The weekday predominant distribution of both preterm and term births can be explained, in part, by a reluctance to perform elective inductions and cesarean births on the weekends. In addition, the decision to deliver the fetus with a marginally abnormal uterine environment may be delayed until a weekday because of staffing and possible parental issues and desires.9 Because the population studied were all admitted to an ICN, the term population reported was skewed from the general population of deliveries, which may have a more uniform distribution of births and discharges. Because some of the term infants studied were noted to have abnormalities while in utero, however, weekday deliveries may be frequently planned. This may not necessarily represent a prolonged hospitalization for the mother, because she could be home before the scheduled event.
Despite the weekday predominance for births, one would still expect a generally random distribution of discharges throughout the week. Unlike the issues with the day of delivery, a predominance of weekday discharges for both the term and preterm population most likely represents an unnecessary delay in discharge and a prolonged hospitalization for the infant. The comparison of ALOS of infants discharged on Saturday, Sunday, and Monday reveals a significantly longer ALOS for those infants discharged on Monday. This is further evidence that the nonrandom distribution pattern of discharges is representative of unnecessary delays in discharge. The tendency toward weekday discharges may be related to several hospital and physician-related variables, such as decreased weekend staffing levels, familiarity with the infant and family, availability of home care scheduling, outpatient appointments, laboratories, and technical evaluations (eg, computed tomography scans are unavailable), etc. However, parents may be expected to prefer a weekend discharge for work-related reasons. We have speculated that a nonrandom distribution of patients in this study would save over 1.5 million dollars or approximately $300/patient. This calculation is based only on increasing weekend discharges to weekday levels. We did not include other potential savings on the introduction of a more aggressive discharge program, but it is most likely that infants could be discharged earlier during the week in some cases as well. The additional variability in discharge days noted within different regions suggests that other factors exist that delay discharge during weekdays. Some regions for instance demonstrated a tendency to discharge patients predominantly on Fridays or fewer on Mondays. Yet, overall, there is a trend toward more Monday discharges implying that fewer patients are rushed out before the weekend than are detained for a Monday discharge. We speculated that this nonrandom distribution represented a delay in discharge of some patients, rather than earlier discharge of patients, thereby increasing overall length of hospital stay, which is confirmed by a comparison of ALOS of the infants studied.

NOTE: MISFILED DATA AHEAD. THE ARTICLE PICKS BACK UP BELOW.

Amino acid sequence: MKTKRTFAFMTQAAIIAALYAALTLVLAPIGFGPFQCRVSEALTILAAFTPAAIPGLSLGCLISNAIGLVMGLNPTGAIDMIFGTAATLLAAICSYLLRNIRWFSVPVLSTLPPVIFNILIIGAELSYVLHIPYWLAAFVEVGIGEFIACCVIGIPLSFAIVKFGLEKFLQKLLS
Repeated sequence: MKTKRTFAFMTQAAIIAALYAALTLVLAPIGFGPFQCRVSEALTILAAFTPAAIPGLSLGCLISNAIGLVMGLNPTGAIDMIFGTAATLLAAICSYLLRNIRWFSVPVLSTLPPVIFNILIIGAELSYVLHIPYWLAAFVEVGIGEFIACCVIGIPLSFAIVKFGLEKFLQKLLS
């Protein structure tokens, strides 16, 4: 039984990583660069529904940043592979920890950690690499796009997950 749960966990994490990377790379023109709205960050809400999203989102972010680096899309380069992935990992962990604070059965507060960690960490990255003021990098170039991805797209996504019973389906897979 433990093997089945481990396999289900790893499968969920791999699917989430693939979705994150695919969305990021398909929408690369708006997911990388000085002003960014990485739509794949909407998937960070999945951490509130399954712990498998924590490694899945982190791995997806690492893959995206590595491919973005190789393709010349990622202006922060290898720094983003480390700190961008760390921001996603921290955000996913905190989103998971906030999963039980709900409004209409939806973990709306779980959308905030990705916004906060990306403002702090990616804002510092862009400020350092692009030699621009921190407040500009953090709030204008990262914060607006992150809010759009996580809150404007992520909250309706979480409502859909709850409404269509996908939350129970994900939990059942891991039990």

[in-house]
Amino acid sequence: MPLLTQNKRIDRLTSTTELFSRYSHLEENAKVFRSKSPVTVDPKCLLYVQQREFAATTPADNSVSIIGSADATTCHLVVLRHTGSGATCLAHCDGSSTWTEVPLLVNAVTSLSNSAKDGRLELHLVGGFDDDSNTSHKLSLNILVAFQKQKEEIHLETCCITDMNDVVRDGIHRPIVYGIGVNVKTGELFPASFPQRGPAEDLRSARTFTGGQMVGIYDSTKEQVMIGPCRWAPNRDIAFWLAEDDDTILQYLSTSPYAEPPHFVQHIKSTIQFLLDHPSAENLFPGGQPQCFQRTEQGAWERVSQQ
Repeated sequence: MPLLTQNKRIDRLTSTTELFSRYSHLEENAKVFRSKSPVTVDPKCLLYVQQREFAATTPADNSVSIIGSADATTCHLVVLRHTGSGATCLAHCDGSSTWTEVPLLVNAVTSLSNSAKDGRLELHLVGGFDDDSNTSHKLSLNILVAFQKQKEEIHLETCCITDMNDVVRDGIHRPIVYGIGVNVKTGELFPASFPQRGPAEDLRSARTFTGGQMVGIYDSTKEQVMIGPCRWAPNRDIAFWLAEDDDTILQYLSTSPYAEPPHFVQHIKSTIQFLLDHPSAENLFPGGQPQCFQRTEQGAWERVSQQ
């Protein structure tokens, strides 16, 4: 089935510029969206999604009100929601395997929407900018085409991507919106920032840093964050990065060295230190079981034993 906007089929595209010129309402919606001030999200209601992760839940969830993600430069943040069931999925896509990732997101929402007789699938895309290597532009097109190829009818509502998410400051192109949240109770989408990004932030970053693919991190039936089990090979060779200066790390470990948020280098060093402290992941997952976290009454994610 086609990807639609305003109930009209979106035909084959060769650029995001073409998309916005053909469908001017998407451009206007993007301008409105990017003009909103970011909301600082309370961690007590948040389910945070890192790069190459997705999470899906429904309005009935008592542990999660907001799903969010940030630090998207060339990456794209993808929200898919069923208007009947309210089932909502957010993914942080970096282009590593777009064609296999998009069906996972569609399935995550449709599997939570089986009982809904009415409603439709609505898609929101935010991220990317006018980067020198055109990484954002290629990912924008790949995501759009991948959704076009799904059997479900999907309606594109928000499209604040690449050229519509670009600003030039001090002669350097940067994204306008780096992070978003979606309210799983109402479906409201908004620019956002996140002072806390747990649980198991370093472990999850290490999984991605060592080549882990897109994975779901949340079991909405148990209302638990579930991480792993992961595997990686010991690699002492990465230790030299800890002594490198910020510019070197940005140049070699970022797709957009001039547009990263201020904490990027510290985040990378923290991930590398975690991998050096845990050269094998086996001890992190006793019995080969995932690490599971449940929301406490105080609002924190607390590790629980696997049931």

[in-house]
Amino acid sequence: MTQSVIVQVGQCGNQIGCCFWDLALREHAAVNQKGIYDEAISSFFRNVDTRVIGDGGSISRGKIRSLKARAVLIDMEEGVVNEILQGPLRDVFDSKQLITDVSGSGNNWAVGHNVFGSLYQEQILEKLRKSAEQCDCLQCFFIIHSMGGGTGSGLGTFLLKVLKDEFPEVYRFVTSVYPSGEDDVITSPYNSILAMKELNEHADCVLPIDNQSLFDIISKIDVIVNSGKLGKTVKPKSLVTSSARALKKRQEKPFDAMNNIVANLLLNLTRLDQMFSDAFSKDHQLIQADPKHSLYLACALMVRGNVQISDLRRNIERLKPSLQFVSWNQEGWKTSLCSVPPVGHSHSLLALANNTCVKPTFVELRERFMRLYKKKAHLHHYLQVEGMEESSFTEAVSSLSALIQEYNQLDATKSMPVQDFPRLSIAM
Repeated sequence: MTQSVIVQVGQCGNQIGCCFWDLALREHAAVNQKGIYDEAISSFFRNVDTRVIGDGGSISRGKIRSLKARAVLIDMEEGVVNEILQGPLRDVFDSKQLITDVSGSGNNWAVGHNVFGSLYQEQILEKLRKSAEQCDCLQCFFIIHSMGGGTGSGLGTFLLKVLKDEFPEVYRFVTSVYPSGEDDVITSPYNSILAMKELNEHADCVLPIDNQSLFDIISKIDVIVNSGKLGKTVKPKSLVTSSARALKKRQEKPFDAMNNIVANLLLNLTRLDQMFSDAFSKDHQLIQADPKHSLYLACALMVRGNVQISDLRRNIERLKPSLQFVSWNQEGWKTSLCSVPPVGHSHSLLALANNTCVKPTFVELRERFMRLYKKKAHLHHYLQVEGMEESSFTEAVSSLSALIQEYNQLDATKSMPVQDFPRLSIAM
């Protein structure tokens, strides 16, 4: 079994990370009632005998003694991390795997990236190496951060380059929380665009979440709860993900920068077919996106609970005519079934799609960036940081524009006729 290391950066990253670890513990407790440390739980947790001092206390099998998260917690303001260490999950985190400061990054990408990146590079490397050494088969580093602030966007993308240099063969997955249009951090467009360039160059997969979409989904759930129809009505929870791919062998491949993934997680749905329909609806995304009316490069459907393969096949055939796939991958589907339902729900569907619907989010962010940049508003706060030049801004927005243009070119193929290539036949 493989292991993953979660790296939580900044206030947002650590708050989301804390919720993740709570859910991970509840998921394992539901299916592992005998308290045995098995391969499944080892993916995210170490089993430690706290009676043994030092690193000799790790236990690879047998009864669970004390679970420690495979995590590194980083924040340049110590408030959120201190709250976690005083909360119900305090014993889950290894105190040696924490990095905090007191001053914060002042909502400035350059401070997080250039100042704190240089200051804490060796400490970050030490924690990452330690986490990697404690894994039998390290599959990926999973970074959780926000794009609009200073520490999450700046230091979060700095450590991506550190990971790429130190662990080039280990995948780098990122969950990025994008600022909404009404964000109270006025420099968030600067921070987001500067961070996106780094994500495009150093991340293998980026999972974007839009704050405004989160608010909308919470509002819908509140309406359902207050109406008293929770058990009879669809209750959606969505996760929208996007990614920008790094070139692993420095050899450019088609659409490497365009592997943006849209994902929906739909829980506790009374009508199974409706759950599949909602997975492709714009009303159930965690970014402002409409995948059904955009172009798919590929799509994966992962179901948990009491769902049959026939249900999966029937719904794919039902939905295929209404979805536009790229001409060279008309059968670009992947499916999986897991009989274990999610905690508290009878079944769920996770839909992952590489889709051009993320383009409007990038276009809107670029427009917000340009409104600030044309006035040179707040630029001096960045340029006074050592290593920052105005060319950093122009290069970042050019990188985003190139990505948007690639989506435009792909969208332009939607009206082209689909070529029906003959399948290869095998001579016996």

If fiscal and patient-related issues of a delayed discharge were to be considered, the costs of increasing the availability of necessary services and improving the staffing issues may be very worthwhile. We would conclude, therefore, that an effective multidisciplinary case management approach and discharge planning of infants admitted to an ICN would result in a random distribution of the day of hospital discharge. This may be beneficial to the infant and family and decrease cost.
Dr Kornhauser was supported in part by an educational grant from PHMS, Inc. to the Office of Health Policy and Clinical Outcomes.
- Received April 21, 2000.
- Accepted April 21, 2000.
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- ICN =
- intensive care nursery •
- DM =
- disease management •
- ALOS =
- average length of stay
- Committee on Fetus and Newborn
- Kendall M, Stuart A. The Advanced Theory of Statistics, I. New York, NY: Hafner Publishing Co; 1969
- Copyright © 2001 American Academy of Pediatrics